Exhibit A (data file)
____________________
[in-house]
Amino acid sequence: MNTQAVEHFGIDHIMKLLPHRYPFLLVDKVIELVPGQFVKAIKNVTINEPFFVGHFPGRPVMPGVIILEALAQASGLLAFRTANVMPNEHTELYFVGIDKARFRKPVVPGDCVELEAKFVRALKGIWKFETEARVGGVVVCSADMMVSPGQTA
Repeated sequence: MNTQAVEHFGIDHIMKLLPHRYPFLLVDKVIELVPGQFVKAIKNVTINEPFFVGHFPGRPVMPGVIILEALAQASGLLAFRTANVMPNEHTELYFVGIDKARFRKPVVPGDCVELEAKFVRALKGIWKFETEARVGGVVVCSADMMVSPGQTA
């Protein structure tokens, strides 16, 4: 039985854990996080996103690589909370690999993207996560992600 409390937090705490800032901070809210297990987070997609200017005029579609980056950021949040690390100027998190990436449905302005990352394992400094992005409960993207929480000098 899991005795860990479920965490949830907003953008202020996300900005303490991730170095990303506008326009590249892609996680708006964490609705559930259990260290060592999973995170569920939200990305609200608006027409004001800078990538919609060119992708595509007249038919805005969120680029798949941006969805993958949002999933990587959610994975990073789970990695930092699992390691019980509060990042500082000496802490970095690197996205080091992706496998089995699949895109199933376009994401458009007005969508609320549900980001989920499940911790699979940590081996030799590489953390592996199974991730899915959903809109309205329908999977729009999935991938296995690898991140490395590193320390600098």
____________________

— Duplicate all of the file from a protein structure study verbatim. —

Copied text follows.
[in-house]
Amino acid sequence: MNTQAVEHFGIDHIMKLLPHRYPFLLVDKVIELVPGQFVKAIKNVTINEPFFVGHFPGRPVMPGVIILEALAQASGLLAFRTANVMPNEHTELYFVGIDKARFRKPVVPGDCVELEAKFVRALKGIWKFETEARVGGVVVCSADMMVSPGQTA
Repeated sequence: MNTQAVEHFGIDHIMKLLPHRYPFLLVDKVIELVPGQFVKAIKNVTINEPFFVGHFPGRPVMPGVIILEALAQASGLLAFRTANVMPNEHTELYFVGIDKARFRKPVVPGDCVELEAKFVRALKGIWKFETEARVGGVVVCSADMMVSPGQTA
């Protein structure tokens, strides 16, 4: 039985854990996080996103690589909370690999993207996560992600 409390937090705490800032901070809210297990987070997609200017005029579609980056950021949040690390100027998190990436449905302005990352394992400094992005409960993207929480000098 899991005795860990479920965490949830907003953008202020996300900005303490991730170095990303506008326009590249892609996680708006964490609705559930259990260290060592999973995170569920939200990305609200608006027409004001800078990538919609060119992708595509007249038919805005969120680029798949941006969805993958949002999933990587959610994975990073789970990695930092699992390691019980509060990042500082000496802490970095690197996205080091992706496998089995699949895109199933376009994401458009007005969508609320549900980001989920499940911790699979940590081996030799590489953390592996199974991730899915959903809109309205329908999977729009999935991938296995690898991140490395590193320390600098």